From our diarist Anthea Kreston:
This week, social media exploded with #MeToo. After the allegations and subsequent (finally, we all said) taking down of the powerful film producer Harvey Weinstein, women began to speak out. Millions put their stories on Facebook – and frankly, it would floor me if any woman, anywhere, would have managed to remain unscathed by sexual harassment/assault – I just can’t imagine it would be possible. It is such a regular part of my life, that the petty and daily occurrences normally don’t even faze me – they are expected.
I don’t need to go into details here – I am sure everyone’s stories are similar – but in a nutshell, my first experience was on a sleep-away trip in middle school. For some reason my best friend was not on the trip, and so I was alone most of the time. A group of three boys had (on retrospect) clearly chosen me for an experiment. They would corner me whenever they could, working up their courage and escalating their attacks, until I finally took a deep breath and told my teacher. Luckily she put an end to it before it got too out of hand, but suffice it to say those memories are sharp and clear.
From that moment on, the endless list of public transportation incidents, teachers hands lingering and moving south, the invitations to hotel rooms, overly-insistent boyfriends, being followed to my apartment at night, one stalking episode, a couple of more lavicious hands-on situations.
So, we avoid, we endure, we run, we slap, we kick, and we teach our daughters from a very early age to say “no” loudly, practice screaming it, talk regularly about what people can and cannot do to us, who to talk to, what to say. We warn our female students about the perils of private lessons with men. The power plays, the unequal standing which can easily go sour.
But – today I would like to include something from the other side. A voice of a man, Kenji Bunch, a friend, composer, father of two, and I couldn’t imagine it being said better. Here is Kenji (with his permission):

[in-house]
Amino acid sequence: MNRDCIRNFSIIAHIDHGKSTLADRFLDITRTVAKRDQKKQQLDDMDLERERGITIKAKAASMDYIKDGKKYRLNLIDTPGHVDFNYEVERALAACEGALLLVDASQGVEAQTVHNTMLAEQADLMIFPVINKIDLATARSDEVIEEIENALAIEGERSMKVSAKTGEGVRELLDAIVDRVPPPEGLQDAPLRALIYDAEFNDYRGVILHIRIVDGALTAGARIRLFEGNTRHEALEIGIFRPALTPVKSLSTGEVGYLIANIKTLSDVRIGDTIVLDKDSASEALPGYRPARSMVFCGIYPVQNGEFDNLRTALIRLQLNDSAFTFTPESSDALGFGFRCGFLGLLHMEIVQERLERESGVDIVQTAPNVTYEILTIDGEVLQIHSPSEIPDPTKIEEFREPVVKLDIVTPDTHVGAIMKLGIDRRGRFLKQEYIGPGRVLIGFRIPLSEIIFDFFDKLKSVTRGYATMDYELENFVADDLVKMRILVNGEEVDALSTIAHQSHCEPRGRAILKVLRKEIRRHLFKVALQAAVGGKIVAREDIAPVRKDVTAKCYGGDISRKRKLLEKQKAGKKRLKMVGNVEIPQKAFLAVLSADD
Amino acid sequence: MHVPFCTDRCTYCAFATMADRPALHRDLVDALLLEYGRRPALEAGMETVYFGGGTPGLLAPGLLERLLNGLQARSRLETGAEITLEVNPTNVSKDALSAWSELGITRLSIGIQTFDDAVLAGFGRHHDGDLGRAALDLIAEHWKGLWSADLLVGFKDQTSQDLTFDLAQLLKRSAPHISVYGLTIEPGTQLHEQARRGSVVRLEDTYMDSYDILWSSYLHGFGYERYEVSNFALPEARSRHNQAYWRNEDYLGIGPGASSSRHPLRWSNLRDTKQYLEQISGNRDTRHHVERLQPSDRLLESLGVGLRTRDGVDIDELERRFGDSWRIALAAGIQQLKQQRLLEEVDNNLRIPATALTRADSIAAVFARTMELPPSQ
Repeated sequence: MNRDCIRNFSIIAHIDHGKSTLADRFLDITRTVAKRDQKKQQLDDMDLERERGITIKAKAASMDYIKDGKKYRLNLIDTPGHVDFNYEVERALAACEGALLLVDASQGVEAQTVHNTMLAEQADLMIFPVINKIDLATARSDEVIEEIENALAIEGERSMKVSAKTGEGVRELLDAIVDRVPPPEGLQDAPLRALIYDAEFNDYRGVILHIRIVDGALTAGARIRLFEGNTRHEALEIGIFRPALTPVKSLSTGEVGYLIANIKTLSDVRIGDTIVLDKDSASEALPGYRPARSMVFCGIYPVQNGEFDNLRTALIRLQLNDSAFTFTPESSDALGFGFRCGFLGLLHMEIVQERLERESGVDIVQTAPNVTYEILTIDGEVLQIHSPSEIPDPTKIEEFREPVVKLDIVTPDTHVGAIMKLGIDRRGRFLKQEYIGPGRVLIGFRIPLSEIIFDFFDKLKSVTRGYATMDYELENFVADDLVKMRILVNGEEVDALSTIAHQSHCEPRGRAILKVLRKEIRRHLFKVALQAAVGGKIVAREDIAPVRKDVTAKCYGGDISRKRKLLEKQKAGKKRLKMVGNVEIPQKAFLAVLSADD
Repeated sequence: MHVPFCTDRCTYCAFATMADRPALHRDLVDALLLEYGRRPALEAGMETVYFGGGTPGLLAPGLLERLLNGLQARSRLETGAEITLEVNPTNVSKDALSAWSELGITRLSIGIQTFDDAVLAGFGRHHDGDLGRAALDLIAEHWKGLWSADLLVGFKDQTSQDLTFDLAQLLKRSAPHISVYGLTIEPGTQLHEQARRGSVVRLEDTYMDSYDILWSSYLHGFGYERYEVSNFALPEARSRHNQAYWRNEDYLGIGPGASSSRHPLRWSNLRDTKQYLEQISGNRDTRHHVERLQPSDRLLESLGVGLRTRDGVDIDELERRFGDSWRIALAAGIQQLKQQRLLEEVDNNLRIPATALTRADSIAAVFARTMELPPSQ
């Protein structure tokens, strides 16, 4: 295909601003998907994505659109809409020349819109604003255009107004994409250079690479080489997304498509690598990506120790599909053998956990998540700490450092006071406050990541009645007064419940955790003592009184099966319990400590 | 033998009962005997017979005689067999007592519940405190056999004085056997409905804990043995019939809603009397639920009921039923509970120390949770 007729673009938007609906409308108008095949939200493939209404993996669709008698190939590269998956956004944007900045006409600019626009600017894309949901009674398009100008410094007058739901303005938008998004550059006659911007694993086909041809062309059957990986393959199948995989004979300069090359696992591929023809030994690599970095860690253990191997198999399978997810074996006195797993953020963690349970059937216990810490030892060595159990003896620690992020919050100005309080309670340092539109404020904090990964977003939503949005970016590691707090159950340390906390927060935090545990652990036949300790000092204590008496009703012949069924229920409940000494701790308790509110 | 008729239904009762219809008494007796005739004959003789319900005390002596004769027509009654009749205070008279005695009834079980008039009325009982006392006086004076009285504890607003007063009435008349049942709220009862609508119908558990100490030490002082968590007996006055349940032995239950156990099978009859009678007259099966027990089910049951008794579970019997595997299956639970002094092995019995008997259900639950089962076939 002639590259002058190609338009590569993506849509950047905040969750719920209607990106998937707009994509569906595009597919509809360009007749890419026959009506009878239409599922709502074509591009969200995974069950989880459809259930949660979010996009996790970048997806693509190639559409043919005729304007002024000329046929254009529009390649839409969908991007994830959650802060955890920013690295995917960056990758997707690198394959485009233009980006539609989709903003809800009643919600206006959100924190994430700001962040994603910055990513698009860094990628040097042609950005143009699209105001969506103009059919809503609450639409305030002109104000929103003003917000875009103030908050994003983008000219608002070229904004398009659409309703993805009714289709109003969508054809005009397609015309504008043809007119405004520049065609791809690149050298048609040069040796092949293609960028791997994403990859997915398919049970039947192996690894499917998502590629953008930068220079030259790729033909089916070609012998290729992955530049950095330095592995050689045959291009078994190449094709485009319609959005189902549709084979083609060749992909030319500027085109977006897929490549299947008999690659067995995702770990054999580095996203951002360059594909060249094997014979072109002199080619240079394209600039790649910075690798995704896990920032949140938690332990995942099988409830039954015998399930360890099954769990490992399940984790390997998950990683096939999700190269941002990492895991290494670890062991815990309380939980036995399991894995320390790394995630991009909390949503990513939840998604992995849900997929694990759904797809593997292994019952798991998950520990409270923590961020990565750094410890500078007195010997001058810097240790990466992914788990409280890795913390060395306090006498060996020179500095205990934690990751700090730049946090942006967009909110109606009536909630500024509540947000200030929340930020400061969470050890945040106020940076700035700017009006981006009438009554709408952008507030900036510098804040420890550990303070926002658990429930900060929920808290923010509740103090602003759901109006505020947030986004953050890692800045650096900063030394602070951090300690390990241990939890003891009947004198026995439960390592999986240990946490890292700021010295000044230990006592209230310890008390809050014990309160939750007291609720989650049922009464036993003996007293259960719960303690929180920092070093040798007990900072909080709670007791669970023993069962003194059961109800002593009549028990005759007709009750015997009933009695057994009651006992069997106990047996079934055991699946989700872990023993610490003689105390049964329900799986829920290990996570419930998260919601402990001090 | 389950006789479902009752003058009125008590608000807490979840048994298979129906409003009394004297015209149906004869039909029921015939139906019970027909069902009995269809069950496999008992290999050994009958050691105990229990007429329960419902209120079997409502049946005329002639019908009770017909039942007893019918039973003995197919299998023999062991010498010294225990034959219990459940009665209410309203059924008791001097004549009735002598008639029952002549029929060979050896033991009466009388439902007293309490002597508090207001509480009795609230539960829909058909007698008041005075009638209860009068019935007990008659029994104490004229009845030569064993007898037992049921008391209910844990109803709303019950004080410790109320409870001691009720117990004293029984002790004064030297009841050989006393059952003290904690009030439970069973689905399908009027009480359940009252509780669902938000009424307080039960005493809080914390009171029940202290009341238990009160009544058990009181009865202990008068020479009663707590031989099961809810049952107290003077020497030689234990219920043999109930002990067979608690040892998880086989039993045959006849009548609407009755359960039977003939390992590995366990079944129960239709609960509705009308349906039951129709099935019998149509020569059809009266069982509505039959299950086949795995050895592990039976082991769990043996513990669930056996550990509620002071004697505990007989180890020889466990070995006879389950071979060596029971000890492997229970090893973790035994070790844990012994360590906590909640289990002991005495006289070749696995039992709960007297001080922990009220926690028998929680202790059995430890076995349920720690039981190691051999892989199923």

Well, as someone who loudly professes commitment to social justice here (on Facebook), you have my support and I have your back.
And as a man who has been complicit in helping to perpetuate our culture’s cruel dynamic of misogyny, you have my profound apologies.
Yeah, you read that right, I said it.
It’s interesting how many men here are quick to condemn the Harvey Weinsteins of the world. It’s low-hanging fruit to scold the unknown throngs of “other” men who must behave this way. That’s the convenience of social media outrage, like bemoaning a fart in the elevator, it deflects any implication of one’s self. It’s a little less comfortable to look honestly in the mirror and ask some tough questions.
I was raised at the nexus of two worlds which are arguably even creepier than Hollywood – classical music and academia. The infamous Access Hollywood clip was painful for many women to hear, and I won’t begin to compare my experience to theirs. But it was harder for me to hear for a different reason. I didn’t identify with the victims or with the aggressor, but I did, unfortunately, identify with Billy Bush, the sniveling, spineless enabler who giggled along with that horrid man as he spewed filth from his mouth.
At earlier points in my life, I have been that guy. I’ve done that – with older, revered teachers, with powerful impresarios, with successful musicians, presenters, conductors, professors, colleagues, older relatives, etc. Intoxicated with the perceived promise of acceptance into some fabled society of powerful brethren, I’ve laughed along, enabled, possibly even encouraged that behavior, never once challenging their words or the ugliness behind them, or examining my own tolerance of it. I was able to do this free of any consequence other than the accumulative weight of my own conscious.
And, like many self-centered men who coast along unchallenged, it took me the personal experience of looking at the trust, love, and vulnerability in my own daughter’s eyes to truly open mine to how profoundly unfair and unnecessary all of it is, and how I need to actively work to stop perpetuating this dynamic.
Toxic masculinity isn’t toxic in the way an uncontained nuclear meltdown instantly poisons its environment. It’s toxic in the insidious, circuitous way second-hand smoke seeps into a child’s lungs twenty feet away from the source. It’s sneaky and hard to pin down – which is why we overreact when a sweaty lothario like Weinstein gets caught. Remember how giddy we all were in condemning butter speciality Paula Dean when she was caught using the “N” word? It was like “Yay! We caught the racist! Now we can all breath a little easier.” Such outrage temporarily lets the rest of us off the hook since we can so clearly distinguish ourselves from the offending party.
But Weinstein didn’t harass the millions of #Me Too’s- somebody had to help him, and for every one of him, there are scores of other men like me who let it happen because we lacked the self confidence to stand up to it.
Maybe if we all really took to heart what we’re hearing now and relate it to how we, personally can help change this shameful cultural norm, we’ll make this right. Maybe it’s time to man up. For real.”
Thanks, Kenji. It’s about friggin’ time.